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3 Holiday Goodies That Are Actually Good for You
Story Updated: Nov 21, 2012
It's tough not to have food on the brain during the holidays. Walk into a store, open a magazine or sneak a peek at just about any site, and you'll see photos or displays featuring endless varieties of treats and holiday fixings. Plus, all those family gatherings and office parties can sabotage even the best of intentions.
While research shows that most of us gain some weight over the holidays, it doesn't have to be that way. First off, you don't have to cross off some of your favorite foods, thinking they're bad for you just because they taste good. Second, there are ways to fix up your faves so they are healthier.
Here are three foods that get an undeserved bad rap.
After it was revealed that -- horrors! -- a medium-sized movie popcorn bag, along with a medium soda, was equivalent of eating three Quarter Pounders topped with 12 pats of butter, popcorn got a bad rap.
But you need not forgo your love of the grain. That's right, popcorn is a grain; better yet, a whole grain, meaning it retains its fiber, iron and B vitamins (unlike refined grains, which are stripped of these healthy benefits). Studies show that whole grains may be beneficial for your heart, cholesterol, blood sugar and weight. Compared with other snack foods, popcorn is relatively low in calories.
What not to eat: Shun the movie-style stuff, which is cooked in lots of oil, butter and loaded with salt. Instead, opt for air-popped. Add some flavor by sprinkling with grated Parmesan or cheddar cheese, or a little bit of butter. You'll still come out way ahead in the calorie department.
Long relegated to a bad reputation because of the calories, sugar, fat and caffeine, dark chocolate gets a pass, because it has so many healthy benefits (sorry milk chocolate fans). Why? It contains powerful antioxidants called flavonoids, which are also abundant in red wine, green tea, fruits and veggies and are associated with a decreased risk of coronary heart disease, cancer, high blood pressure and stroke.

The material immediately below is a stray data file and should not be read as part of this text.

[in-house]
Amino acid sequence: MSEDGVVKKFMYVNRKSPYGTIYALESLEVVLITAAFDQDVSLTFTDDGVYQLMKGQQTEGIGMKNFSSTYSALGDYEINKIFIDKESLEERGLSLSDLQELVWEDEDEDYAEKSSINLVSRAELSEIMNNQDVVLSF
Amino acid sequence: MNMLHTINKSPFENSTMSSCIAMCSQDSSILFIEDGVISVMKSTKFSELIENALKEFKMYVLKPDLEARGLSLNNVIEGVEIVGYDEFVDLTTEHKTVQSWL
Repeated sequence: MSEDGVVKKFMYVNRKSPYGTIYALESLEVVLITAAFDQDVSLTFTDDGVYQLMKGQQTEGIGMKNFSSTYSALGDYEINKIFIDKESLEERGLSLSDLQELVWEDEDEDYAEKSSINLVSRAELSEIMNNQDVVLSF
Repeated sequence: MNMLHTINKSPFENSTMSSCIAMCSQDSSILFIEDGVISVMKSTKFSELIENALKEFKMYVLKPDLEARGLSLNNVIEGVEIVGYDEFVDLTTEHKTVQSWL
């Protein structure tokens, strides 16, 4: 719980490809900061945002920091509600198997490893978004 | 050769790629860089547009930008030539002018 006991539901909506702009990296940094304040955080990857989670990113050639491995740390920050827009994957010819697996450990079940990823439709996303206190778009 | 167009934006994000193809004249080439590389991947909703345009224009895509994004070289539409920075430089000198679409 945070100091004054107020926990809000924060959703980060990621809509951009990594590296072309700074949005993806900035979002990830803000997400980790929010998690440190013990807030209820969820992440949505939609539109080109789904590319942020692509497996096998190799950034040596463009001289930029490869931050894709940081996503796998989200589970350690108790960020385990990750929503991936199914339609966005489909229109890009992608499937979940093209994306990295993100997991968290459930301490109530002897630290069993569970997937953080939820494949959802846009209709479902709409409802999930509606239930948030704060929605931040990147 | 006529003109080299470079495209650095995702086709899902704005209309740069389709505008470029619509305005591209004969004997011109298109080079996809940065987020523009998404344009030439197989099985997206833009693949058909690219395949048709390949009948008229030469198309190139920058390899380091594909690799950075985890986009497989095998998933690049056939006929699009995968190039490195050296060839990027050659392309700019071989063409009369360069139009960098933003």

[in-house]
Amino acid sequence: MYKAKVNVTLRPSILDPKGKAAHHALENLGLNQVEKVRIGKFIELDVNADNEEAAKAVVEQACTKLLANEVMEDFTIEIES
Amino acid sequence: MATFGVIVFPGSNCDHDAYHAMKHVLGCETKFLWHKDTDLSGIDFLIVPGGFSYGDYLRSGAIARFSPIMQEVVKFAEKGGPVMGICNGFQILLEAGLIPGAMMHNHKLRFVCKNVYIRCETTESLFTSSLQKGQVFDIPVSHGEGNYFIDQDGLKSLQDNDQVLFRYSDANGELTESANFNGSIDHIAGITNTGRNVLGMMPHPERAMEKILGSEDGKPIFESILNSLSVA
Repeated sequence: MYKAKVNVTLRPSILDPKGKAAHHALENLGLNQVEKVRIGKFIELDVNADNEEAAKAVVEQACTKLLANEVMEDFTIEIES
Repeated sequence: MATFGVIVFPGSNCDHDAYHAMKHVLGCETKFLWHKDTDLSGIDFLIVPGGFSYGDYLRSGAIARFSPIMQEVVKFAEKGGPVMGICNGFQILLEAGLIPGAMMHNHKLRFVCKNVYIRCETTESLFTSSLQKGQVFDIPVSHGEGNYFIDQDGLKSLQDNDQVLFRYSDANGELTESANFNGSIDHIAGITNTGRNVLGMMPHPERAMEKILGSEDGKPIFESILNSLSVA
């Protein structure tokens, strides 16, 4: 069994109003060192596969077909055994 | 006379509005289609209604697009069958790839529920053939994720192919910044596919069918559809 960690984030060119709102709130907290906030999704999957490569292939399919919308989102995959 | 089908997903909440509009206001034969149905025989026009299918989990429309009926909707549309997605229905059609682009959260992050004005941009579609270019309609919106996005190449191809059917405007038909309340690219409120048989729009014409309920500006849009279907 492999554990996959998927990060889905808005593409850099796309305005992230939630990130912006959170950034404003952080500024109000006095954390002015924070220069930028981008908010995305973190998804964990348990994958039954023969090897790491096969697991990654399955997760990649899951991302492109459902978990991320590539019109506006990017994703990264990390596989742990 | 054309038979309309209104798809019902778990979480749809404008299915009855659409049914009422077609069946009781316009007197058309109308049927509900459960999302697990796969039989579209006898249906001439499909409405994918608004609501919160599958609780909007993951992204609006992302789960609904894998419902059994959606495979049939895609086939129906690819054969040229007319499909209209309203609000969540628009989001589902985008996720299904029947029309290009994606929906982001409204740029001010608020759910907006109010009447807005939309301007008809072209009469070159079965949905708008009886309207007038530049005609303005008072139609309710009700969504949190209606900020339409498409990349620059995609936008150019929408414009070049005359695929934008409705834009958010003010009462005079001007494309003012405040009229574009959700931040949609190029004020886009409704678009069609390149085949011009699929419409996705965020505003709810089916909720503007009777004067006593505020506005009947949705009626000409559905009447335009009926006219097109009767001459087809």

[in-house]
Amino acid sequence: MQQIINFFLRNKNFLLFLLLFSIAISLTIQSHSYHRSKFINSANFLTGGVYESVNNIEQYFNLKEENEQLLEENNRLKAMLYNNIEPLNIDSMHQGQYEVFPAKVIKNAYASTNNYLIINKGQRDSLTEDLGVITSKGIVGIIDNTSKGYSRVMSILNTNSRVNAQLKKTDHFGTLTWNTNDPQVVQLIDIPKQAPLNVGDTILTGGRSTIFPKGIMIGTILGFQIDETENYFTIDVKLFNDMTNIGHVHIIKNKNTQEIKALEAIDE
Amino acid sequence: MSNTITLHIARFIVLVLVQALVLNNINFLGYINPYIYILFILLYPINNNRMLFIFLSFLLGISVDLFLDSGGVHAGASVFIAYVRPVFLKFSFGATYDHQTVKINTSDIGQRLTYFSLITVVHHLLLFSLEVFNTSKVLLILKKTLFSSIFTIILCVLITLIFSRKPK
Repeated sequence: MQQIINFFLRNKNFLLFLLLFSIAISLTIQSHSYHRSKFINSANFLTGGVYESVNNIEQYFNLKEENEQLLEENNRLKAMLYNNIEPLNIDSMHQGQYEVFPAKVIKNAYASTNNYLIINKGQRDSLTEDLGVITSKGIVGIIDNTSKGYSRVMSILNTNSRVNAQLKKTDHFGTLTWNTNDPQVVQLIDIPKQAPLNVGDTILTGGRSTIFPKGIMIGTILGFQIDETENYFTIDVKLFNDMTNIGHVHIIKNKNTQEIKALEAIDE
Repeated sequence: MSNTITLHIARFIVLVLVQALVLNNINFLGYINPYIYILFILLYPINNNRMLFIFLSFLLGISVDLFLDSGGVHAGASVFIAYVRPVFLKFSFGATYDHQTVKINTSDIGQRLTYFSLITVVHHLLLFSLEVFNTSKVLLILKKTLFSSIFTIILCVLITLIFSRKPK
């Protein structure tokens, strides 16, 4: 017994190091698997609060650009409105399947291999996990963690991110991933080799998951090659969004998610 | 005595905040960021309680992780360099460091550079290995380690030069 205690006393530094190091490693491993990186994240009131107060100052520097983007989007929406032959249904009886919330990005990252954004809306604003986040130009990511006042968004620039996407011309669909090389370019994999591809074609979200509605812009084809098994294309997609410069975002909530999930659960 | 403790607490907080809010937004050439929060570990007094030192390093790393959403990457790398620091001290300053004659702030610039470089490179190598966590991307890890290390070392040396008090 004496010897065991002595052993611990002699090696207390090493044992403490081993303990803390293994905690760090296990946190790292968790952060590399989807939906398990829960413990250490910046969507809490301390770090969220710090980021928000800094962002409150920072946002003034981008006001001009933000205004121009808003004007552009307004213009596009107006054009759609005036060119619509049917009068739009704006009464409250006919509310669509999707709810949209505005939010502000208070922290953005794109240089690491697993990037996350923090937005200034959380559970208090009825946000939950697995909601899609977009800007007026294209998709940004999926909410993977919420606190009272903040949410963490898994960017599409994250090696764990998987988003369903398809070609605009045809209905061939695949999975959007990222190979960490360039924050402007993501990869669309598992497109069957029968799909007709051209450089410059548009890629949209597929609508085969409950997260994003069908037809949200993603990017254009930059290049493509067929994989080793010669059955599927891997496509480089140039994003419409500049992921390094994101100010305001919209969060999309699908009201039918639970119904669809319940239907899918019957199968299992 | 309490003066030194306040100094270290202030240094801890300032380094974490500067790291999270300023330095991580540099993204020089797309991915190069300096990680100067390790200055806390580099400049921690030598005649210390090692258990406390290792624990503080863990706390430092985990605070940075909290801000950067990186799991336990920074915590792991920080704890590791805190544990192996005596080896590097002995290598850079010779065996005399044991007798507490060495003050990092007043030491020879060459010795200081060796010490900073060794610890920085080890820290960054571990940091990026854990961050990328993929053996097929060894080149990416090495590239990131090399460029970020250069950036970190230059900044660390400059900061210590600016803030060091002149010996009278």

What not to eat: While the dark stuff may be healthy that doesn't mean you can justify digging into a big slab of chocolate cake or indulge in that Godiva gift box (even if it's stuffed with the dark stuff). A German study that reported on chocolate's health benefits also found that you need only consume about six grams a day, which is the equivalent of about one square of a chocolate bar.
You may think they're unhealthy because they contain carbs, yet one medium-sized potato has just 110 calories and contains no fat, sodium or cholesterol. Potatoes are also a valuable source of potassium (keep the skin on to gain those benefits), Vitamin C, fiber and iron. And of course, there's always that orange-fleshed sweet potato (which can sometimes even taste like dessert!), a rich source of beta carotene, antioxidants and vitamins.
What not to eat: As they say, it's all in the preparation. Mashed potatoes are typically loaded with butter, cream and salt. French fries are high in fat and calories because of the oil they're fried in. Your safest bet is a baked potato topped with plain yogurt or a small dollop of butter. If no Thanksgiving meal is complete without a side of mashed potatoes, substitute light sour cream and chicken broth instead of the cream and butter for a healthier take.